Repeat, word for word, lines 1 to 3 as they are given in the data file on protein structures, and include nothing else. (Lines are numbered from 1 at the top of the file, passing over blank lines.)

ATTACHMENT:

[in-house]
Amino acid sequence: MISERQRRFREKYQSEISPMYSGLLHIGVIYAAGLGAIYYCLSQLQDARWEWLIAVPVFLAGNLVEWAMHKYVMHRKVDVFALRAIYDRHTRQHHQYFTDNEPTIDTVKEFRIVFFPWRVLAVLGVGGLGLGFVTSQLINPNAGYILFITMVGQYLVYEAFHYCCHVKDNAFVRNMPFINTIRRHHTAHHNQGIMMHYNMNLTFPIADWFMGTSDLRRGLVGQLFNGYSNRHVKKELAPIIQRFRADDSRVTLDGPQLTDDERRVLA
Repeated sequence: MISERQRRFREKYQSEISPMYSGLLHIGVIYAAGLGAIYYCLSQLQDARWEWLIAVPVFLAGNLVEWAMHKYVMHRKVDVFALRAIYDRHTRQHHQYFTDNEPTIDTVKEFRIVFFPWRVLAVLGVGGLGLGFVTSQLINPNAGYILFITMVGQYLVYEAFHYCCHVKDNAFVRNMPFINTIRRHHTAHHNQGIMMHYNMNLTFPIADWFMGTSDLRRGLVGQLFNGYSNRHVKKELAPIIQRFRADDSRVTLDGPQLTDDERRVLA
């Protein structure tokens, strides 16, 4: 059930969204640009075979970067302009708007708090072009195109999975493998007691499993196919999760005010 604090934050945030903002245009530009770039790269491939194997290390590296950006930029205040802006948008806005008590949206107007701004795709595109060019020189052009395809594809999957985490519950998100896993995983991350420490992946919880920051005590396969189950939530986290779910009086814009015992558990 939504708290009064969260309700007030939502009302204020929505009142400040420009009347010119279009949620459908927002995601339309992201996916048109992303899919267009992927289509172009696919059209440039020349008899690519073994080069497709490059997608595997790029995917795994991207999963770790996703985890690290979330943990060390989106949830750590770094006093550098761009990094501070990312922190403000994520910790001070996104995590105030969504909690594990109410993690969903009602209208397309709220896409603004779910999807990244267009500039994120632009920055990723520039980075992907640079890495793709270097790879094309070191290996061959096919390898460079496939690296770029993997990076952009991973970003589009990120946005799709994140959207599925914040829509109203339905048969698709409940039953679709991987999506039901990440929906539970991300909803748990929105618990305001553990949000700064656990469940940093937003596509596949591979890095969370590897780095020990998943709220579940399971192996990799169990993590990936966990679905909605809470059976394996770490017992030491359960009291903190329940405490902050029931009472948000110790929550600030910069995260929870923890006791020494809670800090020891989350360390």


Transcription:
[in-house]
Amino acid sequence: MISERQRRFREKYQSEISPMYSGLLHIGVIYAAGLGAIYYCLSQLQDARWEWLIAVPVFLAGNLVEWAMHKYVMHRKVDVFALRAIYDRHTRQHHQYFTDNEPTIDTVKEFRIVFFPWRVLAVLGVGGLGLGFVTSQLINPNAGYILFITMVGQYLVYEAFHYCCHVKDNAFVRNMPFINTIRRHHTAHHNQGIMMHYNMNLTFPIADWFMGTSDLRRGLVGQLFNGYSNRHVKKELAPIIQRFRADDSRVTLDGPQLTDDERRVLA
Repeated sequence: MISERQRRFREKYQSEISPMYSGLLHIGVIYAAGLGAIYYCLSQLQDARWEWLIAVPVFLAGNLVEWAMHKYVMHRKVDVFALRAIYDRHTRQHHQYFTDNEPTIDTVKEFRIVFFPWRVLAVLGVGGLGLGFVTSQLINPNAGYILFITMVGQYLVYEAFHYCCHVKDNAFVRNMPFINTIRRHHTAHHNQGIMMHYNMNLTFPIADWFMGTSDLRRGLVGQLFNGYSNRHVKKELAPIIQRFRADDSRVTLDGPQLTDDERRVLA